• %CPU - The percentage of CPU used by this process.
  • %MEM - This is simply the RES divided by the total RAM.
  • TIME+ - The total CPU time this process has used since it was started. It is accurate up to hundredths of a second.
  • COMMAND - The command that started this process.


ps stands for Process Status. It lists the processes in a system along with details about them. It is different from the top command majorly because it is not interactive - it simply outputs the data onto the terminal. It is handy if we need a list of processes for a script or a program, as it returns data in text format.

To run it, type the command:


You should see the following output.

ps command output

This doesn't seem complete. The top command showed a lot more processes. 

This is because, by default, the ps command only shows the current user's processes. To get the list of processes started by all users, we add a to the ps command. If we want to get extra information about the processes instead of only the 4 columns that ps is showing, we will simply add u to the command. So, enter the below command into the terminal:

ps au

This will be the output.

ps a output

(ps a)

ps au output

(ps au)

From the ps au output, we can see that we are now getting the processes of root and admin. 

But, even now - there are only 4 processes returned - instead of the many that top showed. 

This is because, by default - ps only shows processes that were launched from a terminal instance (i.e., that have a TTY associated with them). Background processes, such as kernel tasks, and GUI applications, won't be shown. To remove this restriction, we add x to our command.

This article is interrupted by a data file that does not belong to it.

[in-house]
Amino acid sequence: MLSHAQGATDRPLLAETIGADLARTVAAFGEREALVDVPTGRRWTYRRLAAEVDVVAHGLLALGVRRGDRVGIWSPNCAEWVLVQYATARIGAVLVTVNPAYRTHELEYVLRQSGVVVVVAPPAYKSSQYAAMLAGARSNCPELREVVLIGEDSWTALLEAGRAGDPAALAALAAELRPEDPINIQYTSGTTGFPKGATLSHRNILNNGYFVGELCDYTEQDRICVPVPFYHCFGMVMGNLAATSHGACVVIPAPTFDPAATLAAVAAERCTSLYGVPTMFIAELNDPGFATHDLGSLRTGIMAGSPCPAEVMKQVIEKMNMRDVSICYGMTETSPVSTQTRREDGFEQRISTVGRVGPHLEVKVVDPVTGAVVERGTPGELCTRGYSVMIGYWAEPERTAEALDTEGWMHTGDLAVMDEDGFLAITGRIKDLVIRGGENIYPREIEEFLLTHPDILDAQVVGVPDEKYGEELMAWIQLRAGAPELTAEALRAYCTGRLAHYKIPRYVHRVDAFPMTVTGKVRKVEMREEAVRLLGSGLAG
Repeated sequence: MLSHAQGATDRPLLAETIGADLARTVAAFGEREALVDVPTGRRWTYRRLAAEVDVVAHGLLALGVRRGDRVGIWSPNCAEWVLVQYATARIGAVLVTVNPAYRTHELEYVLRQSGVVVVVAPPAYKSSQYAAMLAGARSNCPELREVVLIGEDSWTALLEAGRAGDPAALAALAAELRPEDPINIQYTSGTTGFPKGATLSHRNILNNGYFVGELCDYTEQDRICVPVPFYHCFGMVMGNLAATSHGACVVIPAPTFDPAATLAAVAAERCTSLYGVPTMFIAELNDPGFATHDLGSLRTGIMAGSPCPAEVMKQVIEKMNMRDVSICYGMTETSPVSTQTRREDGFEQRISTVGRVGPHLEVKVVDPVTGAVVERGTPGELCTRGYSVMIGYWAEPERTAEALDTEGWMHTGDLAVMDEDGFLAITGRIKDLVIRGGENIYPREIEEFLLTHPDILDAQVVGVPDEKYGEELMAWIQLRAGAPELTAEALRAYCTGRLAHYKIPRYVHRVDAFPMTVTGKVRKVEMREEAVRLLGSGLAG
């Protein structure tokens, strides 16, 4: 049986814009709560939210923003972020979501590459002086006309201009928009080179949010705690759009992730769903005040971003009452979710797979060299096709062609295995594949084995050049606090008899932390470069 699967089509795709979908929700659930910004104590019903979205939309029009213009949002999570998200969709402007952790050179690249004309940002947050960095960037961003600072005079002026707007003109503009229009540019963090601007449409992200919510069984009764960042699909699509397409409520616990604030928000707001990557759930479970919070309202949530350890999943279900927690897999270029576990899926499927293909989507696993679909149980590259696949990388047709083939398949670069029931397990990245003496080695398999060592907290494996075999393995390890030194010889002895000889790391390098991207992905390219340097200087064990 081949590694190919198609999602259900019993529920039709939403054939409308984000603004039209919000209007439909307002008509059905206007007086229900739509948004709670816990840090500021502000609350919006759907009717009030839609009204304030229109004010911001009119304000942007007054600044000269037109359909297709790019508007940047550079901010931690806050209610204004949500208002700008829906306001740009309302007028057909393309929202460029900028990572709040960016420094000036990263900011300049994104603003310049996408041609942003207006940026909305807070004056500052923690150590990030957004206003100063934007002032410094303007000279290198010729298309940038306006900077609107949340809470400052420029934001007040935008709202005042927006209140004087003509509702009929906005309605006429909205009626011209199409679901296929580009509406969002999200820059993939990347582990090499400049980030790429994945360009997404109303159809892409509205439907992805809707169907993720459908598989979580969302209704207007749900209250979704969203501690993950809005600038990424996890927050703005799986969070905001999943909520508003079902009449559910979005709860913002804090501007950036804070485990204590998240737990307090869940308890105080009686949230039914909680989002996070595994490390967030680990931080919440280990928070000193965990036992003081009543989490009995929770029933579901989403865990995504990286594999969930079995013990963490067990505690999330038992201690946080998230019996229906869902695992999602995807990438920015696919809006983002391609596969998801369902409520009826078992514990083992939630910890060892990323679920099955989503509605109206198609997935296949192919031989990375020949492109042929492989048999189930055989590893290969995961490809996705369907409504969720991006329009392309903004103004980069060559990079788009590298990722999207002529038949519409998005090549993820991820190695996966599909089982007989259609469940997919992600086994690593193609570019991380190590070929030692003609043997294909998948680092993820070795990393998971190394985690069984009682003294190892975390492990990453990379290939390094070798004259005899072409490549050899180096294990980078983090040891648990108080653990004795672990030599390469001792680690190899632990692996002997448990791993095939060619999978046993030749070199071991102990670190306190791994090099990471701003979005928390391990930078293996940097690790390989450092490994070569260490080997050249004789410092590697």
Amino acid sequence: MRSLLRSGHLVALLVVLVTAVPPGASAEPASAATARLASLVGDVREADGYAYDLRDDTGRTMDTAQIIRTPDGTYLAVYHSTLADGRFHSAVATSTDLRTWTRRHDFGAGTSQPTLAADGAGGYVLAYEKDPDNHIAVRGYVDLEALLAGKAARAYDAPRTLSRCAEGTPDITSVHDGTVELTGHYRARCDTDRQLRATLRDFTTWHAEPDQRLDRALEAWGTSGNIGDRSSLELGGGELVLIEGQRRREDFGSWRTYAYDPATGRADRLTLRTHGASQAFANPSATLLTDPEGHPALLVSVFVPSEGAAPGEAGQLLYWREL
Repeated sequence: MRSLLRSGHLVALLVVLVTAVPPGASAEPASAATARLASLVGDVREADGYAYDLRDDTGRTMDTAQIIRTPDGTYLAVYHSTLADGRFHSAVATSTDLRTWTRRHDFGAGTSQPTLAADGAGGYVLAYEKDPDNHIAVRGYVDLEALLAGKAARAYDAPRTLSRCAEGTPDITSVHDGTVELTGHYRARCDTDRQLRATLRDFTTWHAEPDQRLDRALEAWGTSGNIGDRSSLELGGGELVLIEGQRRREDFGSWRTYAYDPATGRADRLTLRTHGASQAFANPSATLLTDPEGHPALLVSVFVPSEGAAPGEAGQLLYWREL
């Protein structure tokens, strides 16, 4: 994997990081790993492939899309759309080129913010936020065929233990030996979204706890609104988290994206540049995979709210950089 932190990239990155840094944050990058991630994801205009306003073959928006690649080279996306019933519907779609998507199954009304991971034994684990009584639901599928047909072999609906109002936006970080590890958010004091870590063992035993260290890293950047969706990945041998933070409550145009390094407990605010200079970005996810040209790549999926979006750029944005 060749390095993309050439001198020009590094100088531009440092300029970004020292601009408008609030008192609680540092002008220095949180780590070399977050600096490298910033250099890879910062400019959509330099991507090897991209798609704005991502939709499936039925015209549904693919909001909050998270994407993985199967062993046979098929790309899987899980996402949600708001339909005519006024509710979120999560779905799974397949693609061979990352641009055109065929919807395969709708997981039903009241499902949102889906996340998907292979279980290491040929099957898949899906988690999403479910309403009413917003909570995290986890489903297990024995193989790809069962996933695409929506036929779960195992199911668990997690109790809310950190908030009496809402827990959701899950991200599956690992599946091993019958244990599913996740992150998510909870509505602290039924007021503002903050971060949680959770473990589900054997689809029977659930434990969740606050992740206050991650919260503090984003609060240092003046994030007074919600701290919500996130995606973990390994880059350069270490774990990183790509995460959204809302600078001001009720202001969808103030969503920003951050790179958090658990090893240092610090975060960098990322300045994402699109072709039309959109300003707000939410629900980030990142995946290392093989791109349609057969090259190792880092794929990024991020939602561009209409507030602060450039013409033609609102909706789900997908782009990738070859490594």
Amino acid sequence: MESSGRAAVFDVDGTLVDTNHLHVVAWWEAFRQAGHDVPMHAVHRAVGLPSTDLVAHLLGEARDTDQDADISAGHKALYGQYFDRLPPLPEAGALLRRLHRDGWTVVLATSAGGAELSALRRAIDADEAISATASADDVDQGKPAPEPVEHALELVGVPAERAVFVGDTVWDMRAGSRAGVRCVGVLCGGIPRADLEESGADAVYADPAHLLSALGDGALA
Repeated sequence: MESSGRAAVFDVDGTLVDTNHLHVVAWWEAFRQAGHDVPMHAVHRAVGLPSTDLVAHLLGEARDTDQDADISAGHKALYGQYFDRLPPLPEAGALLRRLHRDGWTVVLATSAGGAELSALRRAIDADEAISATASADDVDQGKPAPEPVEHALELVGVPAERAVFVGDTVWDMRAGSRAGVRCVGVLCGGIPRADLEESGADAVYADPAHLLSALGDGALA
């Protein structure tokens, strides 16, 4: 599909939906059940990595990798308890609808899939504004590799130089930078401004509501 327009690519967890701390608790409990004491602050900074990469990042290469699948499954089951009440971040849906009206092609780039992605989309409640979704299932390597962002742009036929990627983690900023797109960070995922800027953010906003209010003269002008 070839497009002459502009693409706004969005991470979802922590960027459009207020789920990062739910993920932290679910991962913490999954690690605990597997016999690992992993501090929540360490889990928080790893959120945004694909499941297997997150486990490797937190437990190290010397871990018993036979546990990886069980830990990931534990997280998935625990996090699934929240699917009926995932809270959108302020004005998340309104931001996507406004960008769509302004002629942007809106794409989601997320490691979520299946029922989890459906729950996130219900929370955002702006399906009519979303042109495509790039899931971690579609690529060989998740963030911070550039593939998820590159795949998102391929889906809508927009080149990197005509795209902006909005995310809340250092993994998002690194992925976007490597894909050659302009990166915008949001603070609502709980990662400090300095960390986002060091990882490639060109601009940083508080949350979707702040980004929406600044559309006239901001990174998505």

Our final command becomes

ps aux
ps aux output

This time, we get the full output with the list of all processes.

ps is powerful as it allows us to use grep to filter the list of processes returned. grep is a Linux command that allows us to filter from text. We have to simply provide it with a regular expression, and it will return the lines that contain text matching it. For example, if we wish to filter all the processes that contain the word "nginx" in them, we can write:

ps aux | grep nginx
ps aux | grep nginx output

(Note the last process is the same grep command we just entered)

We can also do complex filtering using regular expressions. For example, to filter out processes that are created by the user admin and whose process ID starts with 5, we can write:

ps aux | grep "^admin[ \t]*5.*"
ps aux | grep "^admin[ \t]*5.*" output

You can read more about Linux's grep command and regular expressions here.


The pidof <Name> command can tell us the pid of a process. It will return all the PIDs of processes that match the name. 

For example, to find pid of nginx processes, we can type:

pid of nginx

The output will be:

pid of nginx output

Note that these 2 PIDs match the PIDs of the nginx processes we saw above (using grep).

Get the tech career you deserve, faster!
Connect with our expert counsellors to understand how to hack your way to success